Posted: Friday, August 5, 2022
The previously published NADIM trial reported that patients with resectable stage IIIA non–small cell lung cancer (NSCLC) treated with neoadjuvant nivolumab plus chemotherapy had significantly improved progression-free survival and pathologic complete response rates than patients treated with preoperative chemotherapy, the standard of care. In a follow-up study, recently published in the Journal of Clinical Oncology, Mariano Provencio, MD, PhD, of Hospital Universitario Puerta de Hierro-Majadahonda, Madrid, and colleagues reported that this novel neoadjuvant regimen is supported by 3-year overall survival data. In addition, circulating tumor DNA (ctDNA) levels were linked to overall survival.
“Although our analysis is exploratory, the notable effect size (hazard ratio [HR] = .04) prompts us to postulate ctDNA as being a pivotal surrogate for long-term overall survival in the immunotherapy field, with a similar prognostication capacity as pathologic complete response,” the study authors concluded.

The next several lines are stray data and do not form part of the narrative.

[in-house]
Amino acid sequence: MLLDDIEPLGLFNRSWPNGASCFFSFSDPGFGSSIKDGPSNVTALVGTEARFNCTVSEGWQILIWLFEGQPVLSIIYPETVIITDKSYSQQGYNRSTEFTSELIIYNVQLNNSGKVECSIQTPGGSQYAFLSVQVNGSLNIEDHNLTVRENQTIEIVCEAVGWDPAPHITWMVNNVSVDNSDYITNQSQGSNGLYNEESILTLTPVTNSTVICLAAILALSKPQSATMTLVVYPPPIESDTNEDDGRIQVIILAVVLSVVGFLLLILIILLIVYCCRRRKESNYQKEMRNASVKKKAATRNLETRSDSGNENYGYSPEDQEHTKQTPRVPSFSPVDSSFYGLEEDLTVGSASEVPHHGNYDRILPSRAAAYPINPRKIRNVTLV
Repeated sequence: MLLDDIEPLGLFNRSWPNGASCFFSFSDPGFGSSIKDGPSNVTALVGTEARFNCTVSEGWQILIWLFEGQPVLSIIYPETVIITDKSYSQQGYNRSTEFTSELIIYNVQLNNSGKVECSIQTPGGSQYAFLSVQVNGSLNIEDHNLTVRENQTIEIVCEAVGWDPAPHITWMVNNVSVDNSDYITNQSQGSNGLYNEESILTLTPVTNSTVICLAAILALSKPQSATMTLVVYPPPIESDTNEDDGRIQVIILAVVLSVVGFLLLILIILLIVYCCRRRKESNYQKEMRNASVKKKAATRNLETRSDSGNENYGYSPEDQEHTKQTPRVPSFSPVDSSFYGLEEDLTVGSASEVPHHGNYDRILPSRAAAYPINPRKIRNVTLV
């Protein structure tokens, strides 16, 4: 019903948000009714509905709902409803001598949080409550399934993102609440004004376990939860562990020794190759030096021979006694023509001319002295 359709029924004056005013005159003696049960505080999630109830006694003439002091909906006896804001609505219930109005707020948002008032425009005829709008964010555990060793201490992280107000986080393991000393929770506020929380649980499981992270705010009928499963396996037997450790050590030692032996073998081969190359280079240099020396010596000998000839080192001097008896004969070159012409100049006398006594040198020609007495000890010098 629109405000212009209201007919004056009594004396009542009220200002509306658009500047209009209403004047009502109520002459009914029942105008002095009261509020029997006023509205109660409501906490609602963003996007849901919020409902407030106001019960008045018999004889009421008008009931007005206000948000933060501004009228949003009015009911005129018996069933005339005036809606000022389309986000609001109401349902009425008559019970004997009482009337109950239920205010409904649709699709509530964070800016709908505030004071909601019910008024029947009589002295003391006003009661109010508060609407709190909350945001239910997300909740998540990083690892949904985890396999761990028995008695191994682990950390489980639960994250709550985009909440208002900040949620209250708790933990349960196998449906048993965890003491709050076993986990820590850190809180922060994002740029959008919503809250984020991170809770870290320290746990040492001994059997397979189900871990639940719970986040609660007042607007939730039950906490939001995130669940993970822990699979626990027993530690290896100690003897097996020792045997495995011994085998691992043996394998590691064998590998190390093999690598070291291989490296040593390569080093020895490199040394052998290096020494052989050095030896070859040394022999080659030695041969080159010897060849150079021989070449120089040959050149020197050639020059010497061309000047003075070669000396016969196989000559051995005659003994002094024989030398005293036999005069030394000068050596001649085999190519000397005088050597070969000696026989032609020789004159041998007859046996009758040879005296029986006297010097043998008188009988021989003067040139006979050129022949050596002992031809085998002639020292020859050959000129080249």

In this open-label, multicenter, phase II trial, the investigators evaluated patients with stage IIIA NSCLC whose cancer was deemed to be surgically resectable. Patients were treated with neoadjuvant paclitaxel and carboplatin plus nivolumab followed by adjuvant nivolumab monotherapy.
Among the intention-to-treat population, the 3-year overall survival rate was 81.9%—nearly triple the rates reported in historical data. Neither tumor mutation burden nor PD-L1 predicted survival rates, according to the study authors. By contrast, low pretreatment levels of ctDNA were significantly associated with improved progression-free (P = .006) and overall survival (P = .002). In addition, after neoadjuvant treatment, undetectable ctDNA levels were significantly associated with improved progression-free (P = .038) and overall survival (P = .015).
Disclosure: For full disclosures of the study authors, visit ascopubs.org.